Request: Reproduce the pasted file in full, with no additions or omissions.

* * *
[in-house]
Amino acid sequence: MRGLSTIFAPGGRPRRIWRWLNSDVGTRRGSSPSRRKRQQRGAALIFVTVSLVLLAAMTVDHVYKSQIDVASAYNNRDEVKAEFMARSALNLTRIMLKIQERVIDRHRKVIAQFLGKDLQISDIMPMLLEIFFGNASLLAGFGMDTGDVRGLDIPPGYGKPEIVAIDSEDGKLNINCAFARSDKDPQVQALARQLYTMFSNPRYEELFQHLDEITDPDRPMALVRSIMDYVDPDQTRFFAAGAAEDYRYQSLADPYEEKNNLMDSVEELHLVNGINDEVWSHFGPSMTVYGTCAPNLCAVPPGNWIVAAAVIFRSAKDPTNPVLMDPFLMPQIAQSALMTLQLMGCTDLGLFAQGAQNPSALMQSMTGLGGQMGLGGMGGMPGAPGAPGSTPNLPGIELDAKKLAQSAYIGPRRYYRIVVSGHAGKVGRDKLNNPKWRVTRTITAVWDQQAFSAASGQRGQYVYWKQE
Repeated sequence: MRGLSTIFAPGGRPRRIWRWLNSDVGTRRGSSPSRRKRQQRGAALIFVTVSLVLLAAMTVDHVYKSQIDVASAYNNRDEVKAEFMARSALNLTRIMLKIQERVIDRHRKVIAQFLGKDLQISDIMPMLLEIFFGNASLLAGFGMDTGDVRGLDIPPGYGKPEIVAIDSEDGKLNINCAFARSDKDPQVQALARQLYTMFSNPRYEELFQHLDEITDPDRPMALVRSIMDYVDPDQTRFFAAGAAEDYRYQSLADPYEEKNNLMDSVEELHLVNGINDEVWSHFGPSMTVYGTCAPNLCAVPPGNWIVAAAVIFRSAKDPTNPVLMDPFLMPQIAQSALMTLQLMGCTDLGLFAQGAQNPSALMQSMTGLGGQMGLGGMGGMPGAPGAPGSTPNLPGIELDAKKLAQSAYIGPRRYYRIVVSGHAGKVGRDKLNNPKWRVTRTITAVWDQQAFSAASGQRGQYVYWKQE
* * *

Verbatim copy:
[in-house]
Amino acid sequence: MRGLSTIFAPGGRPRRIWRWLNSDVGTRRGSSPSRRKRQQRGAALIFVTVSLVLLAAMTVDHVYKSQIDVASAYNNRDEVKAEFMARSALNLTRIMLKIQERVIDRHRKVIAQFLGKDLQISDIMPMLLEIFFGNASLLAGFGMDTGDVRGLDIPPGYGKPEIVAIDSEDGKLNINCAFARSDKDPQVQALARQLYTMFSNPRYEELFQHLDEITDPDRPMALVRSIMDYVDPDQTRFFAAGAAEDYRYQSLADPYEEKNNLMDSVEELHLVNGINDEVWSHFGPSMTVYGTCAPNLCAVPPGNWIVAAAVIFRSAKDPTNPVLMDPFLMPQIAQSALMTLQLMGCTDLGLFAQGAQNPSALMQSMTGLGGQMGLGGMGGMPGAPGAPGSTPNLPGIELDAKKLAQSAYIGPRRYYRIVVSGHAGKVGRDKLNNPKWRVTRTITAVWDQQAFSAASGQRGQYVYWKQE
Repeated sequence: MRGLSTIFAPGGRPRRIWRWLNSDVGTRRGSSPSRRKRQQRGAALIFVTVSLVLLAAMTVDHVYKSQIDVASAYNNRDEVKAEFMARSALNLTRIMLKIQERVIDRHRKVIAQFLGKDLQISDIMPMLLEIFFGNASLLAGFGMDTGDVRGLDIPPGYGKPEIVAIDSEDGKLNINCAFARSDKDPQVQALARQLYTMFSNPRYEELFQHLDEITDPDRPMALVRSIMDYVDPDQTRFFAAGAAEDYRYQSLADPYEEKNNLMDSVEELHLVNGINDEVWSHFGPSMTVYGTCAPNLCAVPPGNWIVAAAVIFRSAKDPTNPVLMDPFLMPQIAQSALMTLQLMGCTDLGLFAQGAQNPSALMQSMTGLGGQMGLGGMGGMPGAPGAPGSTPNLPGIELDAKKLAQSAYIGPRRYYRIVVSGHAGKVGRDKLNNPKWRVTRTITAVWDQQAFSAASGQRGQYVYWKQE